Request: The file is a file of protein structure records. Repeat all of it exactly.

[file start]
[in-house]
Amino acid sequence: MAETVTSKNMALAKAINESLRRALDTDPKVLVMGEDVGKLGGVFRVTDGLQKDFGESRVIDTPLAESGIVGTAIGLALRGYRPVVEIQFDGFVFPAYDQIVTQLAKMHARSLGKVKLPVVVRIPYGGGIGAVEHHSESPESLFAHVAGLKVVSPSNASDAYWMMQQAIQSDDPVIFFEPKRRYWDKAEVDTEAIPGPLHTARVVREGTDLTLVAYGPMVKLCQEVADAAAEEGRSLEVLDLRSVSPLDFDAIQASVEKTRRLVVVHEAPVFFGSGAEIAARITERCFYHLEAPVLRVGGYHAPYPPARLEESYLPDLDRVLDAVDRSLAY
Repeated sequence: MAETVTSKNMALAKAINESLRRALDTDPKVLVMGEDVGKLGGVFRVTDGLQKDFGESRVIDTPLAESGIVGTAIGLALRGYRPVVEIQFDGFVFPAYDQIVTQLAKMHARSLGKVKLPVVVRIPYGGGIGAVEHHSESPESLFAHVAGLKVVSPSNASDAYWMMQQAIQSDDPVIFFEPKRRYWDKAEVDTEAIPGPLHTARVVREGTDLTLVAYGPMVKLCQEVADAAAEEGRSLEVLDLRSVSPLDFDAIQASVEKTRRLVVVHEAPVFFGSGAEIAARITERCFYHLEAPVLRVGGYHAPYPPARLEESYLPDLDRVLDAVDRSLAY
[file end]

[in-house]
Amino acid sequence: MAETVTSKNMALAKAINESLRRALDTDPKVLVMGEDVGKLGGVFRVTDGLQKDFGESRVIDTPLAESGIVGTAIGLALRGYRPVVEIQFDGFVFPAYDQIVTQLAKMHARSLGKVKLPVVVRIPYGGGIGAVEHHSESPESLFAHVAGLKVVSPSNASDAYWMMQQAIQSDDPVIFFEPKRRYWDKAEVDTEAIPGPLHTARVVREGTDLTLVAYGPMVKLCQEVADAAAEEGRSLEVLDLRSVSPLDFDAIQASVEKTRRLVVVHEAPVFFGSGAEIAARITERCFYHLEAPVLRVGGYHAPYPPARLEESYLPDLDRVLDAVDRSLAY
Repeated sequence: MAETVTSKNMALAKAINESLRRALDTDPKVLVMGEDVGKLGGVFRVTDGLQKDFGESRVIDTPLAESGIVGTAIGLALRGYRPVVEIQFDGFVFPAYDQIVTQLAKMHARSLGKVKLPVVVRIPYGGGIGAVEHHSESPESLFAHVAGLKVVSPSNASDAYWMMQQAIQSDDPVIFFEPKRRYWDKAEVDTEAIPGPLHTARVVREGTDLTLVAYGPMVKLCQEVADAAAEEGRSLEVLDLRSVSPLDFDAIQASVEKTRRLVVVHEAPVFFGSGAEIAARITERCFYHLEAPVLRVGGYHAPYPPARLEESYLPDLDRVLDAVDRSLAY